1001 South African Songs You Must Hear Before You Go Deaf

Just another music list

Tchip Tchip – Dan Hill

Tchip Tchip – Dan Hill

Tchip Tchip – Dan Hill

Yes, I know ‘Tchip Tchip’ was just a version of ‘The Birdie Song’ and yes, I know it’s an irritating song that makes you cringe at parties when you are forced onto the dance floor by people who have drunk too much to do the stupid dance that goes with it. But it is part of our history and (dare I say) western culture. And Dan Hill’s version is the one that charted in South Africa, hence its appearance on the list.

The song started life as ‘Der Entendanz’ which translates as ‘The Duck Dance’ and it was composed by a Swiss guy called Werner Thomas some time in the 50’s. With it’s oom-pah sound it quickly became popular at Oktoberfests in Germany and then it began to infest the world like a virus, being recorded in The Netherlands (as ‘De Vogeltjesdans’ – ‘Dance Of The Little Birds’), in England as ‘The Birdie Song’ and in Canada (by a band called The Emeralds) and even Weird Al Yankovic has used part of it in one of his Polka medleys.

It is unsurprising that it would see a South African recording of it as there was a section of the population who loved the oom-pah sound (remember ‘The Clap Clap Sound’ by The Klaxons, another oom-pah hit, well that was the most successful instrumental to make the Springbok Charts). And it was also not too surprising that it was Dan Hill who recorded it as the song is essentially designed for a keyboard and he was the king of instrumental electronic music in SA. ‘Tchip Tchip’ would peak at number 4 on the Springbok Charts on 2 August 1974 and would be Hill’s biggest hit.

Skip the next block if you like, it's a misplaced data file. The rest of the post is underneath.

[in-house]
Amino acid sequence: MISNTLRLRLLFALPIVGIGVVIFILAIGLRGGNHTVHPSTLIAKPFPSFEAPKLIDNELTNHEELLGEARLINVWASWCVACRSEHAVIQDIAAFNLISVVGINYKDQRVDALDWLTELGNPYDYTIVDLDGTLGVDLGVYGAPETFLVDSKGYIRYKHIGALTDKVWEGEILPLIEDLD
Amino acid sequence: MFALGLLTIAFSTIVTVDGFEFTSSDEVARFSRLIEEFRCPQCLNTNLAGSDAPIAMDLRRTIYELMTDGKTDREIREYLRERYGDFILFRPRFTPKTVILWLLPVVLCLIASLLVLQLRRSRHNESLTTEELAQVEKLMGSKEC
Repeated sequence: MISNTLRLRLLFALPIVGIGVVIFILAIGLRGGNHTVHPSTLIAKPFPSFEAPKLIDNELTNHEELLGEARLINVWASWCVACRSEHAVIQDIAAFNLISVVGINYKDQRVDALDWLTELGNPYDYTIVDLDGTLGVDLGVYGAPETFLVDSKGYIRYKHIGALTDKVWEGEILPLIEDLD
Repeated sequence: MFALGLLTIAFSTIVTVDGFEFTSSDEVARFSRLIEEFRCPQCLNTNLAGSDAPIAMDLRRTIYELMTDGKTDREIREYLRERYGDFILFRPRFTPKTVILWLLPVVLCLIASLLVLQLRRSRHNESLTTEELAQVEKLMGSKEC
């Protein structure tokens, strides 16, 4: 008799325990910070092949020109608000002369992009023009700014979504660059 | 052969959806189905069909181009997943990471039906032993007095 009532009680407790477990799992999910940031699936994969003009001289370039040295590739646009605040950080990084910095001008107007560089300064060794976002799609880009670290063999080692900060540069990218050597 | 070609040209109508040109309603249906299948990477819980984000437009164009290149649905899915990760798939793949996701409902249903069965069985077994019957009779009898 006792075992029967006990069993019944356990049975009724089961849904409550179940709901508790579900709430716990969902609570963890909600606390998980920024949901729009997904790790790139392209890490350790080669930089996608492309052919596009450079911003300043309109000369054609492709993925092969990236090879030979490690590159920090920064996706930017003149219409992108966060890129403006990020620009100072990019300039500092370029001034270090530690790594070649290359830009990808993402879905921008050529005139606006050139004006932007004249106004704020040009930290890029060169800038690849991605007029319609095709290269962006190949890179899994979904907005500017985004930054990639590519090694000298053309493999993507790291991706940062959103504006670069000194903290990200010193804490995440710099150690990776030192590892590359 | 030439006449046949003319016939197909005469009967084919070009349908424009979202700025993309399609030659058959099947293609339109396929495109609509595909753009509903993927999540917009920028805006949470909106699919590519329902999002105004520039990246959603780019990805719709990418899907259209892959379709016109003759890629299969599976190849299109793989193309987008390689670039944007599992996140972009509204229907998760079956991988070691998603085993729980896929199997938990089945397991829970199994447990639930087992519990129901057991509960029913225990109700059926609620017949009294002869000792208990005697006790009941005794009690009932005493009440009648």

So, when everyone else is out of the house you can put the track on and do the silly dance if you want to, but be warned, too much exposure to it will severely damage your mental health. It is far better to listen to it in small doses and in between this, go outside and listen to real bird song.

Where to find it:
Various Artists – The Best of SA Pop Volume 1 (1994) GMP, CDGMPD 40485


Single Post Navigation

Leave a Reply

Fill in your details below or click an icon to log in:

WordPress.com Logo

You are commenting using your WordPress.com account. Log Out /  Change )

Twitter picture

You are commenting using your Twitter account. Log Out /  Change )

Facebook photo

You are commenting using your Facebook account. Log Out /  Change )

Connecting to %s

%d bloggers like this: